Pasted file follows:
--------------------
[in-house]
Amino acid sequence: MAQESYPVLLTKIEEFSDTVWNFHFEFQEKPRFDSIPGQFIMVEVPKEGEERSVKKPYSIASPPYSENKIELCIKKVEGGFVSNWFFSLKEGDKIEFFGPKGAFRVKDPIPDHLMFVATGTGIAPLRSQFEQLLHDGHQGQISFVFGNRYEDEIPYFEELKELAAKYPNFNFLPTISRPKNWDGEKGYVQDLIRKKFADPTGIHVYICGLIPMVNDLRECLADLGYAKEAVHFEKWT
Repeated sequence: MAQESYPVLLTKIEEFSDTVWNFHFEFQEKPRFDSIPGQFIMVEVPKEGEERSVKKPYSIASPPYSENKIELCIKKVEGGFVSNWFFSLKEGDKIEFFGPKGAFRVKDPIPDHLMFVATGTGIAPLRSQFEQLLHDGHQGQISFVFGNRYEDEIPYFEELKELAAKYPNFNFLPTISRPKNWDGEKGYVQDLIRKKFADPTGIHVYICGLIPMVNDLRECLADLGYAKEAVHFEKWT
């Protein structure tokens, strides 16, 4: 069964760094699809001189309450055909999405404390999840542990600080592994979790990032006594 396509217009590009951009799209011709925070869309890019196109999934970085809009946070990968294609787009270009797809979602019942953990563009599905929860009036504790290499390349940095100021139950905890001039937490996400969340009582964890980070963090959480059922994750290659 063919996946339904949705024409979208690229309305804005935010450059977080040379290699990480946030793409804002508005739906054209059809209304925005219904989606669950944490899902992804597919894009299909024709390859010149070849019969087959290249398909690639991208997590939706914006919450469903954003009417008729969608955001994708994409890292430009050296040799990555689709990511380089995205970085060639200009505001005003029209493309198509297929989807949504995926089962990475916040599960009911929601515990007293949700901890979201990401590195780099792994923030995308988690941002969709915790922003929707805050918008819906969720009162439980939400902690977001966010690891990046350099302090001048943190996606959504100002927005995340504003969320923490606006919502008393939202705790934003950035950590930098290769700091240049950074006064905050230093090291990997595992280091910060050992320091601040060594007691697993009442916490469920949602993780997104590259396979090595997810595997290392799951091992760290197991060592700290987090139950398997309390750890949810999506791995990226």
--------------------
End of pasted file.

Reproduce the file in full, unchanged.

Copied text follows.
[in-house]
Amino acid sequence: MAQESYPVLLTKIEEFSDTVWNFHFEFQEKPRFDSIPGQFIMVEVPKEGEERSVKKPYSIASPPYSENKIELCIKKVEGGFVSNWFFSLKEGDKIEFFGPKGAFRVKDPIPDHLMFVATGTGIAPLRSQFEQLLHDGHQGQISFVFGNRYEDEIPYFEELKELAAKYPNFNFLPTISRPKNWDGEKGYVQDLIRKKFADPTGIHVYICGLIPMVNDLRECLADLGYAKEAVHFEKWT
Repeated sequence: MAQESYPVLLTKIEEFSDTVWNFHFEFQEKPRFDSIPGQFIMVEVPKEGEERSVKKPYSIASPPYSENKIELCIKKVEGGFVSNWFFSLKEGDKIEFFGPKGAFRVKDPIPDHLMFVATGTGIAPLRSQFEQLLHDGHQGQISFVFGNRYEDEIPYFEELKELAAKYPNFNFLPTISRPKNWDGEKGYVQDLIRKKFADPTGIHVYICGLIPMVNDLRECLADLGYAKEAVHFEKWT
């Protein structure tokens, strides 16, 4: 069964760094699809001189309450055909999405404390999840542990600080592994979790990032006594 396509217009590009951009799209011709925070869309890019196109999934970085809009946070990968294609787009270009797809979602019942953990563009599905929860009036504790290499390349940095100021139950905890001039937490996400969340009582964890980070963090959480059922994750290659 063919996946339904949705024409979208690229309305804005935010450059977080040379290699990480946030793409804002508005739906054209059809209304925005219904989606669950944490899902992804597919894009299909024709390859010149070849019969087959290249398909690639991208997590939706914006919450469903954003009417008729969608955001994708994409890292430009050296040799990555689709990511380089995205970085060639200009505001005003029209493309198509297929989807949504995926089962990475916040599960009911929601515990007293949700901890979201990401590195780099792994923030995308988690941002969709915790922003929707805050918008819906969720009162439980939400902690977001966010690891990046350099302090001048943190996606959504100002927005995340504003969320923490606006919502008393939202705790934003950035950590930098290769700091240049950074006064905050230093090291990997595992280091910060050992320091601040060594007691697993009442916490469920949602993780997104590259396979090595997810595997290392799951091992760290197991060592700290987090139950398997309390750890949810999506791995990226």